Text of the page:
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Fidelity offering 0% Expense Ratio (ER) funds

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  • Fidelity offering 0% Expense Ratio (ER) funds

    Saw this on bogleheads. FIDO also cut the ER's on most of their current index funds by 35%. Great news for me as I am all in on FIDO index funds.

    https://www.cnbc.com/2018/08/01/fide...ndex-fund.html

  • #2
    From Fidelity's website:

    Proving what it means to put value first

    At Fidelity, we're committed to giving you value you can't find anywhere else. That's why we're introducing zero expense ratio index mutual funds.1 Layer on no minimums to invest in Fidelity mutual funds,2 no minimums to open an account, and no account fees3 – now that's value.
    And here is their comparison with Vanguard.



    What I don't get about this is - how is Fidelity making money from these accounts? Payment for order flow?
    james.c.hendrickson@gmail.com
    202.468.6043

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    • #3
      They lend out the shares.

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      • #4
        Originally posted by corn18 View Post
        They lend out the shares.
        Wait, do you mean Fidelity allows short selling?
        james.c.hendrickson@gmail.com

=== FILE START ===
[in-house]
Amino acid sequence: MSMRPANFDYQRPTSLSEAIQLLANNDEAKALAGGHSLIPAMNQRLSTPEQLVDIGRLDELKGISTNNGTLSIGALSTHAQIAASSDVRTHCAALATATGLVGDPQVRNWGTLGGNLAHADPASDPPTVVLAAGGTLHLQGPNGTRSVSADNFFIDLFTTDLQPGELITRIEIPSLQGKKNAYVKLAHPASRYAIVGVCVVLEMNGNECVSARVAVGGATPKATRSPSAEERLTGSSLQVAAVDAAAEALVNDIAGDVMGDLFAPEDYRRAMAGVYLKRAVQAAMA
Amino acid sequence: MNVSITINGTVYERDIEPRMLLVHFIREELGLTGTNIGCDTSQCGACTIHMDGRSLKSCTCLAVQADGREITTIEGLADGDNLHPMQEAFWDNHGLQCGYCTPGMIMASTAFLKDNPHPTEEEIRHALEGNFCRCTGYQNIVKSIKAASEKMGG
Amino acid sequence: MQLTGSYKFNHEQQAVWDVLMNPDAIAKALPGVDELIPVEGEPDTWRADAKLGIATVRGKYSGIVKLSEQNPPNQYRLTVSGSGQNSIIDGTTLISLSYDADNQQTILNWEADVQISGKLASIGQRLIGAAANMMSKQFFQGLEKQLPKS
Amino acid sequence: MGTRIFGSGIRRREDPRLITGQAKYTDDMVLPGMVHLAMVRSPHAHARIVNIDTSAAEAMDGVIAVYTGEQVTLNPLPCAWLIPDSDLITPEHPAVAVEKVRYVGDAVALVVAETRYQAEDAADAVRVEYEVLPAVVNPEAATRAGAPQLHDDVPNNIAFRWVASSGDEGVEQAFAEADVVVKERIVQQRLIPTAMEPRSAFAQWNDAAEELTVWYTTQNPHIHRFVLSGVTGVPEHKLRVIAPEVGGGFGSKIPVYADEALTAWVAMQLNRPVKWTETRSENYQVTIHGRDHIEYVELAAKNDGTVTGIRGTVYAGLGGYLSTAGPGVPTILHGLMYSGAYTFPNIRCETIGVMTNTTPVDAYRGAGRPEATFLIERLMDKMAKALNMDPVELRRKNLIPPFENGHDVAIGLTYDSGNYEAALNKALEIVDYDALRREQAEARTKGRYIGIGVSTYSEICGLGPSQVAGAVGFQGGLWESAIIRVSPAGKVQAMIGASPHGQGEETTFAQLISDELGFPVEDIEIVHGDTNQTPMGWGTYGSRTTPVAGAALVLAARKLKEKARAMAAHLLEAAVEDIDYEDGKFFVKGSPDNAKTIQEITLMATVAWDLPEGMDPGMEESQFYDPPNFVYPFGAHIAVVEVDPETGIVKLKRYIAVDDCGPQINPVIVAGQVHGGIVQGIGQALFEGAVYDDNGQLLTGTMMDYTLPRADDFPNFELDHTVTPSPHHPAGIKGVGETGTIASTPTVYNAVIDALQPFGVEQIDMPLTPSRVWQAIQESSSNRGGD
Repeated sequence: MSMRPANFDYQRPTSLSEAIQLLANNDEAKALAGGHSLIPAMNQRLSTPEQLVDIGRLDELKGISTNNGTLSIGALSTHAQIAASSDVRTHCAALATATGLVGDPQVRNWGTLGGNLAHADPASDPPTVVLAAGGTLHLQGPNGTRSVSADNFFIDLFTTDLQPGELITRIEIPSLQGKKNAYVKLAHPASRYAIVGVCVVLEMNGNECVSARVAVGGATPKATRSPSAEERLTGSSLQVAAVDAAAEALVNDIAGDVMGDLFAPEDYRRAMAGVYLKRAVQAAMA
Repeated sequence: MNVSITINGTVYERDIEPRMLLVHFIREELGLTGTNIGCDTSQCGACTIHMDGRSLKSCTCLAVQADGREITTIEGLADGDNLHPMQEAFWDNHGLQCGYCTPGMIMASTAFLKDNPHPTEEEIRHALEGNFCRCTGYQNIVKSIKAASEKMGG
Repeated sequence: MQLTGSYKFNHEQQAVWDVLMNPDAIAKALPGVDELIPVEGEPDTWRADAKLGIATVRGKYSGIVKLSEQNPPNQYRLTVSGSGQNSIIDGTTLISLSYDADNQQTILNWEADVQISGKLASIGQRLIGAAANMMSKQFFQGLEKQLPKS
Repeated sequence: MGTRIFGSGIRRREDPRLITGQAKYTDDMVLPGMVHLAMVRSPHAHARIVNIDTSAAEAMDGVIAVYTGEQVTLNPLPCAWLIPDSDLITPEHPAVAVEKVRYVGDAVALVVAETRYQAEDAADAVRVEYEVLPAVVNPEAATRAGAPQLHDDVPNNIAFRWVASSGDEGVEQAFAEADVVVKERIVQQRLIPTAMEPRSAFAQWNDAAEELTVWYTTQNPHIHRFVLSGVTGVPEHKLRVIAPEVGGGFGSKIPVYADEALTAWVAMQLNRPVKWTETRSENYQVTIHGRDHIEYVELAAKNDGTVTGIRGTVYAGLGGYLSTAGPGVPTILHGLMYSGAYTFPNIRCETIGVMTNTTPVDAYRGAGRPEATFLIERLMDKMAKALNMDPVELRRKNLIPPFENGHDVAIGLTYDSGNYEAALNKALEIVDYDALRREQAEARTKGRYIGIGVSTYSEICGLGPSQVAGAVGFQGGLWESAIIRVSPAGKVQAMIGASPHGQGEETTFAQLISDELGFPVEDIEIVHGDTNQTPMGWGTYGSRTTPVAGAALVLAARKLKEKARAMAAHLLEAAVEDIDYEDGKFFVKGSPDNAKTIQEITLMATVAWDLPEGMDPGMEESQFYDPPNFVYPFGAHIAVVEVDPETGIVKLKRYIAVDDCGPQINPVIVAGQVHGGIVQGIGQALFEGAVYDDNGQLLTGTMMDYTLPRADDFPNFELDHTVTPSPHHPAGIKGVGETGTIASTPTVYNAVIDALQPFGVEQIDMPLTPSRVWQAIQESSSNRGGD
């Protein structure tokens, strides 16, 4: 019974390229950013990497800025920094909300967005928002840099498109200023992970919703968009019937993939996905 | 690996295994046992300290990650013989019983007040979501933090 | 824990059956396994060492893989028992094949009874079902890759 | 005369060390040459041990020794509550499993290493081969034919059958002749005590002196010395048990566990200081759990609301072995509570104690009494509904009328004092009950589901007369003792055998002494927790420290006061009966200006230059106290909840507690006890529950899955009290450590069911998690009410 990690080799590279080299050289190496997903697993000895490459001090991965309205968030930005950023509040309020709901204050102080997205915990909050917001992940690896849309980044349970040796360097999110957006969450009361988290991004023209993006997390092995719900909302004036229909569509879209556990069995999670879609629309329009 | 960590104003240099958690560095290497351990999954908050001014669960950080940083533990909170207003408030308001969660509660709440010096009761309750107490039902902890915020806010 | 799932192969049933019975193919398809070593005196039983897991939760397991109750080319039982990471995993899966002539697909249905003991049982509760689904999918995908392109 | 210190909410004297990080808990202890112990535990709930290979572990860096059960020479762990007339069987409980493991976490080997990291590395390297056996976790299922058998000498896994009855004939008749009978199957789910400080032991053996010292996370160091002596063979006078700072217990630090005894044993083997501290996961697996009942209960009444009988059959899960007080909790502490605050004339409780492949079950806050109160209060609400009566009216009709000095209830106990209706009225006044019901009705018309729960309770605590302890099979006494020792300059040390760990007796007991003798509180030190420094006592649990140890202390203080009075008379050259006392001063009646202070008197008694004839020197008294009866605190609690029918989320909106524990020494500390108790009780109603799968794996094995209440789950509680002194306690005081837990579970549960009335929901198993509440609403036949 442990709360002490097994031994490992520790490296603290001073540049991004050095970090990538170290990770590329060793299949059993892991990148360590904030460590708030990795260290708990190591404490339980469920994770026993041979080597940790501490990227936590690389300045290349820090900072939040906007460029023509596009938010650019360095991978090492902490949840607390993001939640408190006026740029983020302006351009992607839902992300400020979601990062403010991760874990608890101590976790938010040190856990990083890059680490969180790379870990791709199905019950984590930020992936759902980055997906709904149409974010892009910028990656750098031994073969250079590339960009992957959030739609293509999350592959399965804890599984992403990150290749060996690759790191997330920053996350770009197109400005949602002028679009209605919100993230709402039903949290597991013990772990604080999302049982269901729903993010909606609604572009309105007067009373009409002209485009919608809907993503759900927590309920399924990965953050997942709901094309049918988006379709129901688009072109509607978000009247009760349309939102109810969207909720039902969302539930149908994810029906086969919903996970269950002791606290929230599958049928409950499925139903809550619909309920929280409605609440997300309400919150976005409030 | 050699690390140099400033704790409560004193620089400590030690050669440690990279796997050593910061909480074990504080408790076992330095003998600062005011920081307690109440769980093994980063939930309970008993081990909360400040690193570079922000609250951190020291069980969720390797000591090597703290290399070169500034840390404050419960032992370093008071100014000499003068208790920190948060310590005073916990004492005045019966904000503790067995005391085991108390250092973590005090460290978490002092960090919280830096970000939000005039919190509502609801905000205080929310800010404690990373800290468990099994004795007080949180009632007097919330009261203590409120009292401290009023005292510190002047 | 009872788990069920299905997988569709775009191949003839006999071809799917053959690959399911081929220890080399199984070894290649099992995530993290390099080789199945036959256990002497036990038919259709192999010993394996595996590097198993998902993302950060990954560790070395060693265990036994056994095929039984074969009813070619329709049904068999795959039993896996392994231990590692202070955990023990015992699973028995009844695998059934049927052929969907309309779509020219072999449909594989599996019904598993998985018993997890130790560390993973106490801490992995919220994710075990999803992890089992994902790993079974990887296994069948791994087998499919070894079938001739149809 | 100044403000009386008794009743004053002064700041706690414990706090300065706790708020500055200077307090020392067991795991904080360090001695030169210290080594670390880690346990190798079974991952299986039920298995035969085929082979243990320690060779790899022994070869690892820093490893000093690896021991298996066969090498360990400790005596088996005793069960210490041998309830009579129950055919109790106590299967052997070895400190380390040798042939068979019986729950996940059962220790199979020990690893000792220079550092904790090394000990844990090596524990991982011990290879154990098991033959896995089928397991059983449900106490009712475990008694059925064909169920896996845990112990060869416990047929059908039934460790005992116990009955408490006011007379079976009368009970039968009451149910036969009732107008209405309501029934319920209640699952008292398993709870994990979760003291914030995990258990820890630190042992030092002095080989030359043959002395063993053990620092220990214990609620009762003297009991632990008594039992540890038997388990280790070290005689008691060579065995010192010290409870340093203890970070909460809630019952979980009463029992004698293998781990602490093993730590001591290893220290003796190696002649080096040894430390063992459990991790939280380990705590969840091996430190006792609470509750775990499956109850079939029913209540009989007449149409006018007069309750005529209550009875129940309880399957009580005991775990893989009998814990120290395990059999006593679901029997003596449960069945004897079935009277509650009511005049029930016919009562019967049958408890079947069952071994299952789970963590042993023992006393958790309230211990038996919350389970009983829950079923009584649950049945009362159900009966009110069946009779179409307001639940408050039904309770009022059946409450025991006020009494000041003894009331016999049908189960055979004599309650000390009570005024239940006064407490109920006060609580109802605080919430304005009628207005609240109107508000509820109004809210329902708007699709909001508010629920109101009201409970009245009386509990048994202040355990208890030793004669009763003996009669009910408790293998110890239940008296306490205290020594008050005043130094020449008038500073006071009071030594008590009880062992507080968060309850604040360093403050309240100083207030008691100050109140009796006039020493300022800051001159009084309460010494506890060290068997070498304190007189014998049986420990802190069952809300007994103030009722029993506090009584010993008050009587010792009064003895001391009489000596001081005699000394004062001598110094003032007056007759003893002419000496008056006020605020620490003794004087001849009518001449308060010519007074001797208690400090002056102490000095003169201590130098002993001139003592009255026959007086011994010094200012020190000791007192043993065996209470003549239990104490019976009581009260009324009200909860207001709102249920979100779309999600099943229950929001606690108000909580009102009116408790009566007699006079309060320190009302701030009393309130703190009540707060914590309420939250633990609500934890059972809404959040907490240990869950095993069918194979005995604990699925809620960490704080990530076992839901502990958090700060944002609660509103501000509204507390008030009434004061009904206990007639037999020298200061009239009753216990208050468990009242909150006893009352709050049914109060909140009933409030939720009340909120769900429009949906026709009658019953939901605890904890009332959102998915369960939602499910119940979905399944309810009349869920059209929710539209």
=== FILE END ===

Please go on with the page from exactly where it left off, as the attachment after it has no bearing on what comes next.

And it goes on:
202.468.6043

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        • #5
          So will the other company's eventually cave and offer the same? My guess is yes in order to be competitive.
          Last edited by creditcardfree; 08-01-2018, 01:44 PM.
          My other blog is Your Organized Friend.

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          • #6
            Originally posted by james.hendrickson View Post
            Wait, do you mean Fidelity allows short selling?
            Pretty much every major brokerage does AFIK. They also lend the shares to index ETF's so they can maintain their tie to the index.

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            • #7
              Originally posted by creditcardfree View Post
              So will the other company's eventually cave and offer the same? My guess is yes in order to be competitive.
              I also believe that the others will, yes, especially from ones that offer full financial services. The basic gist that I understood it is that stuff like this is a loss leader to reel in new customers, and make up for it with the other services that they provide, especially over the long term.

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              • #8
                One analysis of Vanguard's Response:

                Yesterday Vanguard competitor Fidelity Investments took indexing to a new low—a low in prices, that is. The firm is offering total U.S. stock and total foreign stock index funds with zero operating expenses and zero fees. That's about as low as you can go without giving investors rebates.